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Arctic Bay food bank in jeopardy
SUBHEAD: 'We've just given up,' says committee chairwoman after need exceeds supply

Myles Dolphin
Northern News Services
Published Monday, May 27, 2013

Martha Allurut has run out of options and is desperate for assistance.

The chairwoman of the Ajagutaq Food Bank committee in Arctic Bay said the community-based organization is all but dead, a result of insufficient donations and too many requests for food.

NNSL photo/graphic

A 1.1 kg boneless pork shoulder roast that sold for $27.19 in Arctic Bay could be purchased for $8.86 from a southern supplier. Including the Nutrition North subsidy, the freight cost to get the roast to Arctic Bay would be $2.35. Quttiktuq MLA Ronald Elliott raised the issue in the legislative assembly last week during his member's statement. - photo courtesy of Ronald Elliott

"We need lots of help from other communities and the Arctic Bay hamlet," she said.

"We have nothing, absolutely nothing. We stopped going on the radio to ask for help because we've just given up."

Allurut sounded deflated when she spoke about efforts made to find financial help and keep the food bank going.

She said there was a hint of success last year, when the organization received frozen fish and seal meat from elders and hunters in the community.

These days, however, the coffers are empty and so are the food reserves.

Allurut called it a "sad story.

"We have people asking us for food all the time," she said.

"We try to save money but as soon as we have a few bucks, people find out and come see us. It doesn't go very far, it's really hard to raise any money."

Pleas for help have been made through the Internet or the local radio station in the past. Allurut keeps asking the Northern store for donations, despite hitting the same wall every time.

"They tell me they need confirmation from (the headquarters) in Winnipeg," she said.

For the time being, Allurut and other committee members distribute whatever food they have from their homes, on a monthly rotational basis.

Food in Arctic Bay is often several times more expensive than it is in southern Canada, and Quttiktuq MLA Ron Elliott has been vocal about bringing down the cost of living the High Arctic.

Elliott has been critical of the Nutrition North Canada program, which replaced the Food Mail Program in 2001. The program provides isolated Northern communities with better access to nutritional foods.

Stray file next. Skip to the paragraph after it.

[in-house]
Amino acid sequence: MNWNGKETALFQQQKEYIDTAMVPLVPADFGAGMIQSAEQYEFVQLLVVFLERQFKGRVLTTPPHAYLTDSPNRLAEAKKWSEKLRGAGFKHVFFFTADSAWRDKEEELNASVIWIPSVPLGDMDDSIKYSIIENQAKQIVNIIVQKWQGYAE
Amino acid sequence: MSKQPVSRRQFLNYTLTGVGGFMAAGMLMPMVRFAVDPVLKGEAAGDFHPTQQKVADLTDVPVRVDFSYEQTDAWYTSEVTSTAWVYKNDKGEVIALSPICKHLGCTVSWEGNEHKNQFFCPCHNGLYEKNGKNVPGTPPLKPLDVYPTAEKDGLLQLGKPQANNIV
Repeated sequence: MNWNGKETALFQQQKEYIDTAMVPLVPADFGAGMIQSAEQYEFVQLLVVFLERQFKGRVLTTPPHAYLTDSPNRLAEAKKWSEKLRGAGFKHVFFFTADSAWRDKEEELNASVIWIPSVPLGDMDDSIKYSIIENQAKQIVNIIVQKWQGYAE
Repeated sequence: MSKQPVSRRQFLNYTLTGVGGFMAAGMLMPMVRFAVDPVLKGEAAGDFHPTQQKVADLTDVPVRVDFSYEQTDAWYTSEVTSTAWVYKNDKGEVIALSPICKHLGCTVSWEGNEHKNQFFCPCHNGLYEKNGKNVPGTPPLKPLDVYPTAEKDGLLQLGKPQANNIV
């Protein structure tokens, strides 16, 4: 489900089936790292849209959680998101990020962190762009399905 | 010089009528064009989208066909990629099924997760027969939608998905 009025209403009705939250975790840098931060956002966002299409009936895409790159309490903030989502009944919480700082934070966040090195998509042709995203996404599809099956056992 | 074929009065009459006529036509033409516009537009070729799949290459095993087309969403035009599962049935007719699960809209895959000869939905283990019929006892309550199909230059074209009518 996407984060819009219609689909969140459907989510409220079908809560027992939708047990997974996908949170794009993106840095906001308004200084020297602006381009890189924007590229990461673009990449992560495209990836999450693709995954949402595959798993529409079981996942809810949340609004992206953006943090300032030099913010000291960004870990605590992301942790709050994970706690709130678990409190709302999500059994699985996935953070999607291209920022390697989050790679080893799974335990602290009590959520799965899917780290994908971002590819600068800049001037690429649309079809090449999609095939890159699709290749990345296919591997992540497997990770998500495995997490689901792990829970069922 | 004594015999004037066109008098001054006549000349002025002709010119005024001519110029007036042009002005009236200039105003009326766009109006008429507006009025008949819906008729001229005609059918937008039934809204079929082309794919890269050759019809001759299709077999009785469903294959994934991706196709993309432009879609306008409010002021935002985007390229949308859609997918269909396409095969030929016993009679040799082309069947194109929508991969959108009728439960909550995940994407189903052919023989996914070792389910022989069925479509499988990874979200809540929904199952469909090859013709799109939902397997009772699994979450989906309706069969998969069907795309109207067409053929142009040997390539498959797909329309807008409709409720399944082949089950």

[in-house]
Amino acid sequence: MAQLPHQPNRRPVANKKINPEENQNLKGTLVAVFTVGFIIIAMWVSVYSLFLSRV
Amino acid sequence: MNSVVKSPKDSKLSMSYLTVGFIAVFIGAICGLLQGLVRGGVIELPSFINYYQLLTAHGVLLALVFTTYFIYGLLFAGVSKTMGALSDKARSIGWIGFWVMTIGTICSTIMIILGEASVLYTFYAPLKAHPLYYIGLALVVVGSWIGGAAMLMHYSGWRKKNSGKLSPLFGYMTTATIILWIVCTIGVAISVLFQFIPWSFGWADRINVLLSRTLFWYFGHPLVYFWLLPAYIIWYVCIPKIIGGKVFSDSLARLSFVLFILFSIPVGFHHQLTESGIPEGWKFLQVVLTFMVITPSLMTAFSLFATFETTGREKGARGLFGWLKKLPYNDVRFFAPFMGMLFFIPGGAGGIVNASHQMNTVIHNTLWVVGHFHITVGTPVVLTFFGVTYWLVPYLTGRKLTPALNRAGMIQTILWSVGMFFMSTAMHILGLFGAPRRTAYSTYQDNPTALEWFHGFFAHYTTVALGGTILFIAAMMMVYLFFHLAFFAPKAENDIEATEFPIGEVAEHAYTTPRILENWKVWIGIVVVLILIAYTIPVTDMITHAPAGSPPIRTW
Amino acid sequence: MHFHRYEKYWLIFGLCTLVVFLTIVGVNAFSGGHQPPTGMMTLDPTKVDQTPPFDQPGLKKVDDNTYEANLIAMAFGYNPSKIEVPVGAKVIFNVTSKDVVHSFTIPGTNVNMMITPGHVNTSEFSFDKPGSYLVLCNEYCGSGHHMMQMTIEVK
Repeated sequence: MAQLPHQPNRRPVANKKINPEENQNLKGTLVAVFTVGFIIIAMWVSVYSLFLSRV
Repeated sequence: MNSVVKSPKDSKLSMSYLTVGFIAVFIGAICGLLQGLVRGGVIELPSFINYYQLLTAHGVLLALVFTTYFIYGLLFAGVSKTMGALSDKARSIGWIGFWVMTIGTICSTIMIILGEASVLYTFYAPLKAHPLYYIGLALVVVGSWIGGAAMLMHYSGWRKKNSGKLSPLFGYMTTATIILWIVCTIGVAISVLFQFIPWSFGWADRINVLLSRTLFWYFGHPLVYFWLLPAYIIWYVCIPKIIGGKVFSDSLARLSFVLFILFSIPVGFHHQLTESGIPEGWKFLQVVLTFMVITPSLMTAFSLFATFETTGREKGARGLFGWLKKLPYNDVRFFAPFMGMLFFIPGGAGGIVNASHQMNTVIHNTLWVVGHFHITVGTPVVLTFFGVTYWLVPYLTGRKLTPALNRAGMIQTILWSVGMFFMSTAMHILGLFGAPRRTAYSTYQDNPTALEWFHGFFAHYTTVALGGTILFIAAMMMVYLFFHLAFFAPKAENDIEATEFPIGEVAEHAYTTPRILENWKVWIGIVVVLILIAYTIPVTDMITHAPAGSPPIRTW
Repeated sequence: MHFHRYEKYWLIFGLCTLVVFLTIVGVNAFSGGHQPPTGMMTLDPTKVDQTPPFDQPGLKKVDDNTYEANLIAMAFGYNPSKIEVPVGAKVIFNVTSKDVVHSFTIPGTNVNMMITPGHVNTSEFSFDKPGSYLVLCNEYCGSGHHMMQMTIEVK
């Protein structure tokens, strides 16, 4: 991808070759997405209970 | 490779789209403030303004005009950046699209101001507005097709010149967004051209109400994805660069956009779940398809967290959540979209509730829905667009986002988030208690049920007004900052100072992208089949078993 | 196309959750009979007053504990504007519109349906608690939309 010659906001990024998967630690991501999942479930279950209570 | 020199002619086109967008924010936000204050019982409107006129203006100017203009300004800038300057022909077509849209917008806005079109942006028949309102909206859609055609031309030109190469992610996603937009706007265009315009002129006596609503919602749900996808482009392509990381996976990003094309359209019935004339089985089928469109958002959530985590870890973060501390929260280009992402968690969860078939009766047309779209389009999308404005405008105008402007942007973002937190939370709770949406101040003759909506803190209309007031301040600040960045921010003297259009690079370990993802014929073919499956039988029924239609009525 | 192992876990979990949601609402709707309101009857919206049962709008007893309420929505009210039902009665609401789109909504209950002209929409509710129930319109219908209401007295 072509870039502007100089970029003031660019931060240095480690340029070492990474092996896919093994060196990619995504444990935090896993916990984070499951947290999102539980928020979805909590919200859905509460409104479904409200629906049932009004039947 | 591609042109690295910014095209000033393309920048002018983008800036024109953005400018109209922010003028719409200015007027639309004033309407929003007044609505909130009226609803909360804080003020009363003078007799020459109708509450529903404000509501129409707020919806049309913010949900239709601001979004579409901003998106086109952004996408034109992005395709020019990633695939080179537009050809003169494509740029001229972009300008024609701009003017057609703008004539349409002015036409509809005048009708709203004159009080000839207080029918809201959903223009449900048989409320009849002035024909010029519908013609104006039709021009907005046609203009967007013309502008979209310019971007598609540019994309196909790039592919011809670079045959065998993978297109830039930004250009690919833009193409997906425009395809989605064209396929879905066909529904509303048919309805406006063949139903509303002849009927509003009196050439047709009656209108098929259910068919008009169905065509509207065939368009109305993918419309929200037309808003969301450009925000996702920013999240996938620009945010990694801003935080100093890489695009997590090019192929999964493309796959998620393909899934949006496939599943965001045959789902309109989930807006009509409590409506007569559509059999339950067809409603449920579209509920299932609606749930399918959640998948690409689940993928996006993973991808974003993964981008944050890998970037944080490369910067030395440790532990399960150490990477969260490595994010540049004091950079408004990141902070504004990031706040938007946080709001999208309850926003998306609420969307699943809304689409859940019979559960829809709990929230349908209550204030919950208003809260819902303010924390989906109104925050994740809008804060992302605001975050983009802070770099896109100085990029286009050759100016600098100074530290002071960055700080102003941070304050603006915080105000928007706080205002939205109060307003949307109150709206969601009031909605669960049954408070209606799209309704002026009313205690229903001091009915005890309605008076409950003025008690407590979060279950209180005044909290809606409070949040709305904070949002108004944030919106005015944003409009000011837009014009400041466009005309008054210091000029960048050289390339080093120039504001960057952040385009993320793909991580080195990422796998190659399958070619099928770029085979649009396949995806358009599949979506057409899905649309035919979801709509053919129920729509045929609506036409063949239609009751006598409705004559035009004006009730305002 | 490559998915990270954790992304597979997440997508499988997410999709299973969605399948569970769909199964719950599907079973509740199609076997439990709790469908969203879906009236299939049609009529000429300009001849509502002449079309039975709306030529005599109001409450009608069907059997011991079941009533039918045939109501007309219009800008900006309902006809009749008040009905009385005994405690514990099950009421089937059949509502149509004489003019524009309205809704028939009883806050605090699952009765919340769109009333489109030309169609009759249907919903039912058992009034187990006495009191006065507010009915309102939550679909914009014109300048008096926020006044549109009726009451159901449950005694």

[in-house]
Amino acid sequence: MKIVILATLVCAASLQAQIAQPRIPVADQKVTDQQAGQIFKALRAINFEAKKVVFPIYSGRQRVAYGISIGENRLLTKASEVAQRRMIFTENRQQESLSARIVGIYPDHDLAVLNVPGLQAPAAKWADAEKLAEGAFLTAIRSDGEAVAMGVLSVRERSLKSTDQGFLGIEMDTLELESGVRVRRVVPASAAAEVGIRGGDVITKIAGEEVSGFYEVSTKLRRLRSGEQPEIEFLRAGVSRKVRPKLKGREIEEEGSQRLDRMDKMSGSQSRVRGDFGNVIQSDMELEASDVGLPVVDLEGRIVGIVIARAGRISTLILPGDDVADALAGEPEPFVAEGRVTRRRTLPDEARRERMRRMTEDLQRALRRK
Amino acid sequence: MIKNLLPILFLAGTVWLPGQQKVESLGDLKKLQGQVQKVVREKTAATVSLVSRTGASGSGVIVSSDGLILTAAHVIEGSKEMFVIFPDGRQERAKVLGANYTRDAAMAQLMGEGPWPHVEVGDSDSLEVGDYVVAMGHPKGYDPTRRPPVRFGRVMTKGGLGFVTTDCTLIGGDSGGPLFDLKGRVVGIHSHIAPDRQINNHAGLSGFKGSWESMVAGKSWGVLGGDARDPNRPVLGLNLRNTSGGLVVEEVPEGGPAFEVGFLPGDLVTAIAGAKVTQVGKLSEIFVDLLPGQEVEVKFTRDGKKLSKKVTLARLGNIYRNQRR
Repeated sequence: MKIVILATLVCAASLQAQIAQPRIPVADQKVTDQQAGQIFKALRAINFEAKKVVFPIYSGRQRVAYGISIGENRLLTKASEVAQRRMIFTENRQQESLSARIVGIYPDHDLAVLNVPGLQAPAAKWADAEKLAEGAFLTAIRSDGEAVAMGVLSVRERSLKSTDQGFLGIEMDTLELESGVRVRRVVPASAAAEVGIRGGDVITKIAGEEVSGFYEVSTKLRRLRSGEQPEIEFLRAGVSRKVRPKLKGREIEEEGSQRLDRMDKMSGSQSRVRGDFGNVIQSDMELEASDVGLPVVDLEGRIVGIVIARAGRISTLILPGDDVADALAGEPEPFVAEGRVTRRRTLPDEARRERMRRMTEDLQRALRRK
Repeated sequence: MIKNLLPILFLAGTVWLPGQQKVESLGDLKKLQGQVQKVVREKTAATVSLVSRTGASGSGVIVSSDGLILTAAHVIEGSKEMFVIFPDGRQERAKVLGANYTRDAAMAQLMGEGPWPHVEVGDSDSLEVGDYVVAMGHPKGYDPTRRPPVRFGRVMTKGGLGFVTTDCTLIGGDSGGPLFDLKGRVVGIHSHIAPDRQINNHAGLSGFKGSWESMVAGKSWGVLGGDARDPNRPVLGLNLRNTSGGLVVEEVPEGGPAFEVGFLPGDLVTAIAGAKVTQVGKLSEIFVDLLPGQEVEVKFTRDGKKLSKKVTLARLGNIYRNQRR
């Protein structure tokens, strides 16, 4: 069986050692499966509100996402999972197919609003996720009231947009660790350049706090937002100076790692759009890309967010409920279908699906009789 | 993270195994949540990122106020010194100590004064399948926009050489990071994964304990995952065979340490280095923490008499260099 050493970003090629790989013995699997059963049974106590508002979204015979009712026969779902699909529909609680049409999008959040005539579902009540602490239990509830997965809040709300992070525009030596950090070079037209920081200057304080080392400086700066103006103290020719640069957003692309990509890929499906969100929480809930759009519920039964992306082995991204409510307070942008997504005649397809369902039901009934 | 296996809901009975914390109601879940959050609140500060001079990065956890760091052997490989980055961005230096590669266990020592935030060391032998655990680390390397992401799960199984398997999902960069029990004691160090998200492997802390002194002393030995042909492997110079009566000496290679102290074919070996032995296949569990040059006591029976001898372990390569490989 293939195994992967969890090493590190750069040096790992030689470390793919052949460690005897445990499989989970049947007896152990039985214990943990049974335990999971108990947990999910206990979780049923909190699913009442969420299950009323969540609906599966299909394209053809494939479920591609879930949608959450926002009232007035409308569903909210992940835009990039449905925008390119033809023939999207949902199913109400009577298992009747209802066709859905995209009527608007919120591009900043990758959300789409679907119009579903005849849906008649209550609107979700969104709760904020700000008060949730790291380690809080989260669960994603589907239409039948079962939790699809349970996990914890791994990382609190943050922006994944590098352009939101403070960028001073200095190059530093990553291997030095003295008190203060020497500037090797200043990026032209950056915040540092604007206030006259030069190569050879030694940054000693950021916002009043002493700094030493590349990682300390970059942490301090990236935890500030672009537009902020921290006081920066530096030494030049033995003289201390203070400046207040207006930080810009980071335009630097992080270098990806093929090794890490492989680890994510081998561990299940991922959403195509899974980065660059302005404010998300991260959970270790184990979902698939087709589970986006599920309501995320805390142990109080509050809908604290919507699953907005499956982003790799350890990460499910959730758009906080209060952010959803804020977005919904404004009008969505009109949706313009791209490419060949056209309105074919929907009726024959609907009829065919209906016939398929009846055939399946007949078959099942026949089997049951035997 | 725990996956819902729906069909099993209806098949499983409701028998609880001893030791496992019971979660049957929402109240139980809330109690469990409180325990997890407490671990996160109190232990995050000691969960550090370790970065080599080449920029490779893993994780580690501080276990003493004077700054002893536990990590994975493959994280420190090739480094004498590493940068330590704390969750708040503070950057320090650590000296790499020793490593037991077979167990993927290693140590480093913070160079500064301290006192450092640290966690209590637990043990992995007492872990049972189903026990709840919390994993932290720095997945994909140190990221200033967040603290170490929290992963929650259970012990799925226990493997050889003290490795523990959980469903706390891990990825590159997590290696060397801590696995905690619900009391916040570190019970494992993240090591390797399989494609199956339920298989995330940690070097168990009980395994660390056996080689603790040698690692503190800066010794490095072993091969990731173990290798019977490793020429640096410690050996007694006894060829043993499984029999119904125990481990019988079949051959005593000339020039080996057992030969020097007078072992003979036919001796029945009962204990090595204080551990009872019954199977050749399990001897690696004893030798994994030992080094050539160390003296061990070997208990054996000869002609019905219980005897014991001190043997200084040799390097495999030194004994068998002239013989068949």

"The bottom line is that the Nutrition North Canada program is not benefiting the people it was intended to assist and we are paying way too much for our basic needs," he said in his member's statement at the legislative assembly on May 8.

Elliott backed his claim up by submitting photographic evidence of high food prices in Arctic Bay. He tabled a picture of a pork shoulder roast from the Northern store, selling for $27.19.

He said he would be able to purchase the same roast for less than $9 from a southern supplier.

"The freight cost, including surcharges and the Nutrition North Canada subsidy would be $2.35 landed in Arctic Bay," he added.

"That means the Northern retailer is putting a markup of over $15.98 because they would be able to purchase the product at a wholesale rate and would have a preferred freight rate."

Residents of Arctic Bay protested against the high cost of food in June 2012, joining people from Iqaluit, Grise Fiord, Pond Inlet and Iglulik.

Elliott and South Baffin MLA Fred Schell recently put forward a motion for Canada's auditor general to conduct an audit of the Nutrition North program.

Allurut said she hasn't spoken to Elliott yet about the food bank's dire situation but said she plans on speaking to him when she returns from a camping trip in a few weeks.

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